A ruling rendered by a state arbitrator may force Paterson to drop out of the state plan for public employees’ medical benefits — a program that Mayor Andre Sayegh has said would save the city as much as $20 million per year.
The arbitrator determined the city failed to ensure that its employees would get comparable medical coverage when Paterson scrapped its self-insurance program last year and switched to the state plan, officials said. In the ruling, the arbitrator directed Paterson to return to the state plan and to compensate employees for extra costs they incurred as a result of the switch, according to union leaders and officials.
But Sayegh said Paterson would contest the ruling. “We do not agree with the arbitrator’s decision and plan to appeal,” the mayor said.
Kyle Hughes, president of the firefighters’ union, said his group and the unions for Paterson police officers filed contract grievances over the health insurance change because they believed the city failed to provide comparable coverage when it went to the state plan.
The union president said employees had difficulty getting prescriptions under the new insurance that they were able to obtain under the old self-insurance plan. In some instances, he said, workers had to pay for medications that previously were covered.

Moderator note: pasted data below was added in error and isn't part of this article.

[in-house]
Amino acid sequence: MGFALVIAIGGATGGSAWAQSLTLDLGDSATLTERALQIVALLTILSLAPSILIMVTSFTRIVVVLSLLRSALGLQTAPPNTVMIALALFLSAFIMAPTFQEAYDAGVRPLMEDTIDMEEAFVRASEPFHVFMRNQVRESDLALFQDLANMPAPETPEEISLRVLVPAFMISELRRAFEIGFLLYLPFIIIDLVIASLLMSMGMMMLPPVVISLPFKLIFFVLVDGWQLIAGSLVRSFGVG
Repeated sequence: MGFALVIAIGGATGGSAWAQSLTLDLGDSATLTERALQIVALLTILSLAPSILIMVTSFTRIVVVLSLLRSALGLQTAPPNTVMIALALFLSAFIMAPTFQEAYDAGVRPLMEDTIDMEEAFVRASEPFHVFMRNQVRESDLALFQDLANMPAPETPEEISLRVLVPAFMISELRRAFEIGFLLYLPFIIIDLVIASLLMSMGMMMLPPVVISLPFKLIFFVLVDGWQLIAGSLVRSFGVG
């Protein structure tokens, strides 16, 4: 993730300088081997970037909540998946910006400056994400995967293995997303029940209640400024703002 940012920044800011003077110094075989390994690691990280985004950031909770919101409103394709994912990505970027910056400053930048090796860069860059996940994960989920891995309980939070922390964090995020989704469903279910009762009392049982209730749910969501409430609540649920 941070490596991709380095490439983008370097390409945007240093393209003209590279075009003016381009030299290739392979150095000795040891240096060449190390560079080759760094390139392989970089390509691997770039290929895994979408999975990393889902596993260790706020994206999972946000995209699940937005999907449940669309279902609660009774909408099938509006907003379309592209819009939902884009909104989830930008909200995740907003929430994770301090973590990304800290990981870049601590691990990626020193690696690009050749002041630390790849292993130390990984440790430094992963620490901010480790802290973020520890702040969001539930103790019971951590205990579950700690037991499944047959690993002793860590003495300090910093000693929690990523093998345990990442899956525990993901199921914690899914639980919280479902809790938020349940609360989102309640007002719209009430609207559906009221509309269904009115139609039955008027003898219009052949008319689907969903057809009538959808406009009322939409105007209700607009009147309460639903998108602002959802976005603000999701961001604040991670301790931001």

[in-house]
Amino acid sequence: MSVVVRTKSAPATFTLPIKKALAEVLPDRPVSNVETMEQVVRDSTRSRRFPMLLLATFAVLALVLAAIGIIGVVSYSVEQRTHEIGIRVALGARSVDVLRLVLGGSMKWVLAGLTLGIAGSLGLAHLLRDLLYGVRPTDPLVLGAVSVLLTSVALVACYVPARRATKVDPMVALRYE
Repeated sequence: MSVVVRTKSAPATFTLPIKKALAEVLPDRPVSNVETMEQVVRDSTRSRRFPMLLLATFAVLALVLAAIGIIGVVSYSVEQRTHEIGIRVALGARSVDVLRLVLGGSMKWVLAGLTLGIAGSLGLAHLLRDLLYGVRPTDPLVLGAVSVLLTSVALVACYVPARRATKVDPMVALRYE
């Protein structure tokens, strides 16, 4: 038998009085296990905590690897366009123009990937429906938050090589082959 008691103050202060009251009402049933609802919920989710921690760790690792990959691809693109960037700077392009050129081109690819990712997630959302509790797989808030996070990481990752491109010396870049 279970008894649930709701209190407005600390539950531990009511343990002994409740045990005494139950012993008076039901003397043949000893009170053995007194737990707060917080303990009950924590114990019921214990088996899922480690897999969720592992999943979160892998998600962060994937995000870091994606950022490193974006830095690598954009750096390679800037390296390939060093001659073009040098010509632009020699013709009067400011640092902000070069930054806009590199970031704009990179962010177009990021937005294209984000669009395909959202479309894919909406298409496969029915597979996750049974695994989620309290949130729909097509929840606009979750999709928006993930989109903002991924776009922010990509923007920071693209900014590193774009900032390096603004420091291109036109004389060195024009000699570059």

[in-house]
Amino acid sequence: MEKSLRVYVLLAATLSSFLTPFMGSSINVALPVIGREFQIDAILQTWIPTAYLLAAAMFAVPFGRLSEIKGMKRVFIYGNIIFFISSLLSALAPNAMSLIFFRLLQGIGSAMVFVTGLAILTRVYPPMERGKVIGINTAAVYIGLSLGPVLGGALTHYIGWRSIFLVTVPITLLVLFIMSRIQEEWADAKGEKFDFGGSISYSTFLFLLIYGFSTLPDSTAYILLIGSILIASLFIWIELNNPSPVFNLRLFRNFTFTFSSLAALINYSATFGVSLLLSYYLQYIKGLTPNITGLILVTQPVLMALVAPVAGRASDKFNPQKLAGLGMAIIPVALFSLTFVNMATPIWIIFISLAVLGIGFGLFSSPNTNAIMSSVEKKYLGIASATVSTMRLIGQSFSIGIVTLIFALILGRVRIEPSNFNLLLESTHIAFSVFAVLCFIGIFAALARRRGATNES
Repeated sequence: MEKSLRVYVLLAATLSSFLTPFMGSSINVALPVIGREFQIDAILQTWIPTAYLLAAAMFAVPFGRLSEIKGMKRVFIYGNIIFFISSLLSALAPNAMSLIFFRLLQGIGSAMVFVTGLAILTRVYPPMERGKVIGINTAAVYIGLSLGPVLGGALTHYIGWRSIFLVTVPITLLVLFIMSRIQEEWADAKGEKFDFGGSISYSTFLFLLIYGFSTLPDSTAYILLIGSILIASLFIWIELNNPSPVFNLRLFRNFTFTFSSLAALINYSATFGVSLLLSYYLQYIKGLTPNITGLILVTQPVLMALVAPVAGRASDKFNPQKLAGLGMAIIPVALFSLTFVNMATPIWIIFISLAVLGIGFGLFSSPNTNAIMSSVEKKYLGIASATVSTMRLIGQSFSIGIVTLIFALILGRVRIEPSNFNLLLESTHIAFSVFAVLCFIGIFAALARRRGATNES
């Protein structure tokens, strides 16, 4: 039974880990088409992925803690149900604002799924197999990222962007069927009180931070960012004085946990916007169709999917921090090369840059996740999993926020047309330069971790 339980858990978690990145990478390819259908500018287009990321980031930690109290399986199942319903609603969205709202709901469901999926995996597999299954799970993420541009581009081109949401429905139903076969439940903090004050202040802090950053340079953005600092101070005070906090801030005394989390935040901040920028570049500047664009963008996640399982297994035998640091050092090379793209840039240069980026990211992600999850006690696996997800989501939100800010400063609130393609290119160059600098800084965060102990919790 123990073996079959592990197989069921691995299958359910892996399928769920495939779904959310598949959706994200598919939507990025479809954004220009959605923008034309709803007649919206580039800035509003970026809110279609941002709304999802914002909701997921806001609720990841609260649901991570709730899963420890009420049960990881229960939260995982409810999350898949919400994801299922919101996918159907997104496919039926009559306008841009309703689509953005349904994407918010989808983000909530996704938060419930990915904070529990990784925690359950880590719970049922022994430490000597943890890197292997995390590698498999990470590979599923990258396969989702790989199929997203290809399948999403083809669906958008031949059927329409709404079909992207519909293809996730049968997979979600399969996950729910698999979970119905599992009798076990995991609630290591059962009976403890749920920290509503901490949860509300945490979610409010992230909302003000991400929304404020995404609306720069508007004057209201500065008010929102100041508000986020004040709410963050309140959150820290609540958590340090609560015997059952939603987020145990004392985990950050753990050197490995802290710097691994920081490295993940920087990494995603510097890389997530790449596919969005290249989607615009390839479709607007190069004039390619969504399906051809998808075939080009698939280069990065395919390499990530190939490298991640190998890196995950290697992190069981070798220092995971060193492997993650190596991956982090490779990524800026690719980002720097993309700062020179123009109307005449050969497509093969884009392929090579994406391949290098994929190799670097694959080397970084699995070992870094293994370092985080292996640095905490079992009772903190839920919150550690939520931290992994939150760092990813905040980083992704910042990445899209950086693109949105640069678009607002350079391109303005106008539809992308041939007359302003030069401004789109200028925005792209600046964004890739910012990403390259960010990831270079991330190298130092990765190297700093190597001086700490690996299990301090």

Hughes asserted that the change should have been addressed in contract negotiations with the unions, but the city made the switch unilaterally. “We asked them to wait, but they forced it down our throats,” he said.
Paterson’s most recent set of labor contracts included provisions that said any changes in medical coverage had to provide coverage equal to or better than what was already in place.
Hughes also said the unions have questioned the administration’s projections for cost savings in the health care switch. Last year, the Sayegh administration said Paterson’s health coverage bill would exceed $65 million if the city continued using self-insurance. By moving into the state plan, the city budgeted $41 million, according to public records.
Paterson saw its employee health benefit costs skyrocket earlier this decade when the budget line item soared from $37 million in 2013 to $48 million in 2016. At one point during that period, the city had to borrow $4 million because it didn’t have enough money to pay for its employees’ medical bills under the old self-insurance program.
Officials said it is unlikely that the arbitrator’s decision on would bring about a quick change in the medical coverage. If the city appeals, officials said, the litigation likely could be lengthy. But even if the city opted not to appeal, a return to the self-insurance program would require the city to establish a whole new set of medical contracts.
Mason Maher, president of the union that represents Paterson’s ranking police officers, said his group wants the city to switch back to the self-insurance plan now, rather than going through the legal delays.